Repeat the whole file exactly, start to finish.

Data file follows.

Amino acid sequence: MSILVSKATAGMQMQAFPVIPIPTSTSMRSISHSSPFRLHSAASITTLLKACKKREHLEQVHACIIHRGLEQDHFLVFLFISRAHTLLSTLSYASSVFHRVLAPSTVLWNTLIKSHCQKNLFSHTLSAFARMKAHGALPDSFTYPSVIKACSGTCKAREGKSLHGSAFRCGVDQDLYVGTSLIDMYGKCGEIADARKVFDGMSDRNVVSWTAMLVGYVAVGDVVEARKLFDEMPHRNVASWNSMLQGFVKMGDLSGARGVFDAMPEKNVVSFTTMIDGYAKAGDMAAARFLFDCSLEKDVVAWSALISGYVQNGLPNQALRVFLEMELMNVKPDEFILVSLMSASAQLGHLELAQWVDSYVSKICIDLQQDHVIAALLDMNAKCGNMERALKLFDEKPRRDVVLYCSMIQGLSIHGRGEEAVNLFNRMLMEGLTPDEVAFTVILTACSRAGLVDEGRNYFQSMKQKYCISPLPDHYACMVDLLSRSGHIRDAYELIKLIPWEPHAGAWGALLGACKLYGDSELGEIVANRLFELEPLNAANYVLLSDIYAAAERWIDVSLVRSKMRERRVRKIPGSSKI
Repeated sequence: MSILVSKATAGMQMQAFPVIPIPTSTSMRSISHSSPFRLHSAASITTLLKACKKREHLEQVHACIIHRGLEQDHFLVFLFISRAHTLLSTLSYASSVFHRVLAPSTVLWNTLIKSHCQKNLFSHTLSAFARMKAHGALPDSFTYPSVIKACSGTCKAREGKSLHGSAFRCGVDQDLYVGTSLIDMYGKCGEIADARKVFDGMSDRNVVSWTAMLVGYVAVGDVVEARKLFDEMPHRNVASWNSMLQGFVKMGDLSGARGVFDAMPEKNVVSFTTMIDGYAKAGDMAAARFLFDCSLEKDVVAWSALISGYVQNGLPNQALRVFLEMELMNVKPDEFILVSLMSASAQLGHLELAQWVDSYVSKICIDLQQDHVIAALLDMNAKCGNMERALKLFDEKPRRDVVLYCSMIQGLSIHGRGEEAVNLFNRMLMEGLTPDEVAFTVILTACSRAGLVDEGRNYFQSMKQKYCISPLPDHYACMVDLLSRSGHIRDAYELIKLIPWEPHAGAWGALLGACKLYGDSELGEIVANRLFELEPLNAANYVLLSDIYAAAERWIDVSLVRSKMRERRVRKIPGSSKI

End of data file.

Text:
Amino acid sequence: MSILVSKATAGMQMQAFPVIPIPTSTSMRSISHSSPFRLHSAASITTLLKACKKREHLEQVHACIIHRGLEQDHFLVFLFISRAHTLLSTLSYASSVFHRVLAPSTVLWNTLIKSHCQKNLFSHTLSAFARMKAHGALPDSFTYPSVIKACSGTCKAREGKSLHGSAFRCGVDQDLYVGTSLIDMYGKCGEIADARKVFDGMSDRNVVSWTAMLVGYVAVGDVVEARKLFDEMPHRNVASWNSMLQGFVKMGDLSGARGVFDAMPEKNVVSFTTMIDGYAKAGDMAAARFLFDCSLEKDVVAWSALISGYVQNGLPNQALRVFLEMELMNVKPDEFILVSLMSASAQLGHLELAQWVDSYVSKICIDLQQDHVIAALLDMNAKCGNMERALKLFDEKPRRDVVLYCSMIQGLSIHGRGEEAVNLFNRMLMEGLTPDEVAFTVILTACSRAGLVDEGRNYFQSMKQKYCISPLPDHYACMVDLLSRSGHIRDAYELIKLIPWEPHAGAWGALLGACKLYGDSELGEIVANRLFELEPLNAANYVLLSDIYAAAERWIDVSLVRSKMRERRVRKIPGSSKI
Repeated sequence: MSILVSKATAGMQMQAFPVIPIPTSTSMRSISHSSPFRLHSAASITTLLKACKKREHLEQVHACIIHRGLEQDHFLVFLFISRAHTLLSTLSYASSVFHRVLAPSTVLWNTLIKSHCQKNLFSHTLSAFARMKAHGALPDSFTYPSVIKACSGTCKAREGKSLHGSAFRCGVDQDLYVGTSLIDMYGKCGEIADARKVFDGMSDRNVVSWTAMLVGYVAVGDVVEARKLFDEMPHRNVASWNSMLQGFVKMGDLSGARGVFDAMPEKNVVSFTTMIDGYAKAGDMAAARFLFDCSLEKDVVAWSALISGYVQNGLPNQALRVFLEMELMNVKPDEFILVSLMSASAQLGHLELAQWVDSYVSKICIDLQQDHVIAALLDMNAKCGNMERALKLFDEKPRRDVVLYCSMIQGLSIHGRGEEAVNLFNRMLMEGLTPDEVAFTVILTACSRAGLVDEGRNYFQSMKQKYCISPLPDHYACMVDLLSRSGHIRDAYELIKLIPWEPHAGAWGALLGACKLYGDSELGEIVANRLFELEPLNAANYVLLSDIYAAAERWIDVSLVRSKMRERRVRKIPGSSKI